Saturday 16 December 2017

Taoiseach promises action on variable rates

Both Taoiseach Enda Kenny and Public Expenditure Minister Brendan Howlin insisted yesterday that hope is not lost for thousands of variable rate customers
Both Taoiseach Enda Kenny and Public Expenditure Minister Brendan Howlin insisted yesterday that hope is not lost for thousands of variable rate customers
Niall O'Connor

Niall O'Connor

Senior coalition figures have again threatened to use October's budget to force the banks into taking action on variable mortgage rates.

Both Taoiseach Enda Kenny and Public Expenditure Minister Brendan Howlin insisted yesterday that hope is not lost for thousands of variable rate customers who are paying "excessive rates".

Speaking in the Dáil, Mr Kenny said Finance Minister Michael Noonan will meet the main financial institutions again in September, ahead of October's budget.

Mr Kenny said: "The option remains for the Minister for Finance in the absence of any real movement from the banks, to take further action in the budget in October."

He also said legislation could be introduced if requested by the Central Bank, adding: "Ask and you shall receive."

Fianna Fáil leader Micheál Martin warned that the pressure is now off banks and that this is unfair on the 300,000 variable rate customers.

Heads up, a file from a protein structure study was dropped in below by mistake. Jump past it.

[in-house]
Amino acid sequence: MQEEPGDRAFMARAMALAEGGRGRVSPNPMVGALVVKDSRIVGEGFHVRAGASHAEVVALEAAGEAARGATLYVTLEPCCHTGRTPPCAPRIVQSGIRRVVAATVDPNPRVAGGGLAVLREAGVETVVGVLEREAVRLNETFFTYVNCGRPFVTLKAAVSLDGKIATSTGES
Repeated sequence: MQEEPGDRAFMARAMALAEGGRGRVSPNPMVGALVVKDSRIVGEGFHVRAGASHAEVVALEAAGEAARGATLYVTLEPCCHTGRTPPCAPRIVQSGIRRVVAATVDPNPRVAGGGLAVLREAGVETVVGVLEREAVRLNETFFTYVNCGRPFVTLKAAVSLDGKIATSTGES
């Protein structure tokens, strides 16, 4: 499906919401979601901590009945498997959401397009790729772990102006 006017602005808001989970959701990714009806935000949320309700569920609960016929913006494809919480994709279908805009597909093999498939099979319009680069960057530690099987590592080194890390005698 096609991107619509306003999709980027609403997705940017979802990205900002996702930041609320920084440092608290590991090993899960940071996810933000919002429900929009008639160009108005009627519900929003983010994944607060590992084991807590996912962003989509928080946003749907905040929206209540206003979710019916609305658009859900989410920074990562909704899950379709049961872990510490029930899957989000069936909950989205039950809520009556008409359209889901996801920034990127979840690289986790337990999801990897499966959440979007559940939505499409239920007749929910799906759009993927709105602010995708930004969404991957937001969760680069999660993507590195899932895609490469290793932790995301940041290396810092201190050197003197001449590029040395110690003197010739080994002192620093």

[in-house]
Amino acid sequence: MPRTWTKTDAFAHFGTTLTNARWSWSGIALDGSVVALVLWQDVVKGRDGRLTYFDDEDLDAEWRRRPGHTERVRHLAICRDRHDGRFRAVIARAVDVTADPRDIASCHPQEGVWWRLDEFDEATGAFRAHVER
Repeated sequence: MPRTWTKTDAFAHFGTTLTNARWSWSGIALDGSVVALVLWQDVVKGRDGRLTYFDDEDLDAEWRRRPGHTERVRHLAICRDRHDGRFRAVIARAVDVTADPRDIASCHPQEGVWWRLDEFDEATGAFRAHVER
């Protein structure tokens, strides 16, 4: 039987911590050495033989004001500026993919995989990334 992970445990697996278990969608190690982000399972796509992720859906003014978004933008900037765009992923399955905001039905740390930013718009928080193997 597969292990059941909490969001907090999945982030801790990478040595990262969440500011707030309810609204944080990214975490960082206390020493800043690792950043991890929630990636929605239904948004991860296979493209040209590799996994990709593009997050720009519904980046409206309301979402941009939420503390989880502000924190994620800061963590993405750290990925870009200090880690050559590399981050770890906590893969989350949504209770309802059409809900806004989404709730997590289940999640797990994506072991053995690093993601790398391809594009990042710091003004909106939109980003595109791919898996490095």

Movement

He also accused Mr Noonan of having an "incredible nerve" after he claimed that some banks have shown movement on the area of rates.

The exchange took place following the emergence of a draft European Commission report which warned that the stability of the financial sector could be undermined if pressure was put on the banks to slash variable rates.

"It could also have negative implications for market competition by discouraging potential new entrants to the market," the top EU body said in its report.

Meanwhile, Labour's's bid to reduce the term of bankruptcy to one year has received a major boost with the Oireachtas Justice Committee backing the move.

Tánaiste Joan Burton's party has been fighting for bankruptcy to be reduced from the current three-year period in an effort to give people with distressed mortgages more bargaining power with banks.

But Labour has been met with strong opposition from its Coalition partners in Fine Gael.

However, the all-party Justice Committee review of the bankruptcy term recommended reducing it to one year but retaining the option of increasing it to three years in certain situations.

This could include when there is excessive unsecured debt.

Irish Independent

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